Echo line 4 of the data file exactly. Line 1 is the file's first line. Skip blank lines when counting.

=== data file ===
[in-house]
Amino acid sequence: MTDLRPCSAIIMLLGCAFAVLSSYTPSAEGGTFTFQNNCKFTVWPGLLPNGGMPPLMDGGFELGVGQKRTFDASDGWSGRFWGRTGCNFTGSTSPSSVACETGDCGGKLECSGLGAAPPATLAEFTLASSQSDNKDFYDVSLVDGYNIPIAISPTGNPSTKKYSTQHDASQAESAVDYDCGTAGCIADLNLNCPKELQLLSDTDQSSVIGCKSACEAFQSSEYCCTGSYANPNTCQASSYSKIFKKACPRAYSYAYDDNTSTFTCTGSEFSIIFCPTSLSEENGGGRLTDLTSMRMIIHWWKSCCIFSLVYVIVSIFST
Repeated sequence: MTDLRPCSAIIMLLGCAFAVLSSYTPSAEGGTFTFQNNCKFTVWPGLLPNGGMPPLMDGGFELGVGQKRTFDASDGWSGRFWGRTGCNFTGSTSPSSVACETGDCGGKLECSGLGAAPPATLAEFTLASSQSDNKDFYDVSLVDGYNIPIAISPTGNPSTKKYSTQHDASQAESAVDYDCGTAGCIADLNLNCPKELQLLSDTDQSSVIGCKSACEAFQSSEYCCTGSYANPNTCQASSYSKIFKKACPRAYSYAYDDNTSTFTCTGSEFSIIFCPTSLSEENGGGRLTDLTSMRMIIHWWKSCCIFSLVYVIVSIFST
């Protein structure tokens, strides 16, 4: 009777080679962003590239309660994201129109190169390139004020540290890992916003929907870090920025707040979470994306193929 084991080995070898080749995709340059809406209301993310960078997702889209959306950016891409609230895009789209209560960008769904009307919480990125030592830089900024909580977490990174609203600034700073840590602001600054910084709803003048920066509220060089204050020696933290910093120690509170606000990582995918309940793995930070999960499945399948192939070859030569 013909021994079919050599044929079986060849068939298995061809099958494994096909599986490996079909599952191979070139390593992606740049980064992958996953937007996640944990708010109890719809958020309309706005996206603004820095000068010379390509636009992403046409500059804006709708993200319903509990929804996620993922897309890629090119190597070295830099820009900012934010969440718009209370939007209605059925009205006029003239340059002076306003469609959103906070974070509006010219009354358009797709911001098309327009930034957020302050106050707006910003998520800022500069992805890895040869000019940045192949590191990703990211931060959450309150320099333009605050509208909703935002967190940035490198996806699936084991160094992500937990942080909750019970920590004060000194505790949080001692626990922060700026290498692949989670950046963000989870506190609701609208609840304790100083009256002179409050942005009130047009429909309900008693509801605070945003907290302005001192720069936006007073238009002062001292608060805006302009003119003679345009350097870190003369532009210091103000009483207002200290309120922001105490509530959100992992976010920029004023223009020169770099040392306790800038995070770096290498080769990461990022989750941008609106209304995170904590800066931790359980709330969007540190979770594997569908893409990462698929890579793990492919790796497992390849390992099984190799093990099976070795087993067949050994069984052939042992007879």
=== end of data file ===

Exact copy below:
């Protein structure tokens, strides 16, 4: 009777080679962003590239309660994201129109190169390139004020540290890992916003929907870090920025707040979470994306193929 084991080995070898080749995709340059809406209301993310960078997702889209959306950016891409609230895009789209209560960008769904009307919480990125030592830089900024909580977490990174609203600034700073840590602001600054910084709803003048920066509220060089204050020696933290910093120690509170606000990582995918309940793995930070999960499945399948192939070859030569 013909021994079919050599044929079986060849068939298995061809099958494994096909599986490996079909599952191979070139390593992606740049980064992958996953937007996640944990708010109890719809958020309309706005996206603004820095000068010379390509636009992403046409500059804006709708993200319903509990929804996620993922897309890629090119190597070295830099820009900012934010969440718009209370939007209605059925009205006029003239340059002076306003469609959103906070974070509006010219009354358009797709911001098309327009930034957020302050106050707006910003998520800022500069992805890895040869000019940045192949590191990703990211931060959450309150320099333009605050509208909703935002967190940035490198996806699936084991160094992500937990942080909750019970920590004060000194505790949080001692626990922060700026290498692949989670950046963000989870506190609701609208609840304790100083009256002179409050942005009130047009429909309900008693509801605070945003907290302005001192720069936006007073238009002062001292608060805006302009003119003679345009350097870190003369532009210091103000009483207002200290309120922001105490509530959100992992976010920029004023223009020169770099040392306790800038995070770096290498080769990461990022989750941008609106209304995170904590800066931790359980709330969007540190979770594997569908893409990462698929890579793990492919790796497992390849390992099984190799093990099976070795087993067949050994069984052939042992007879």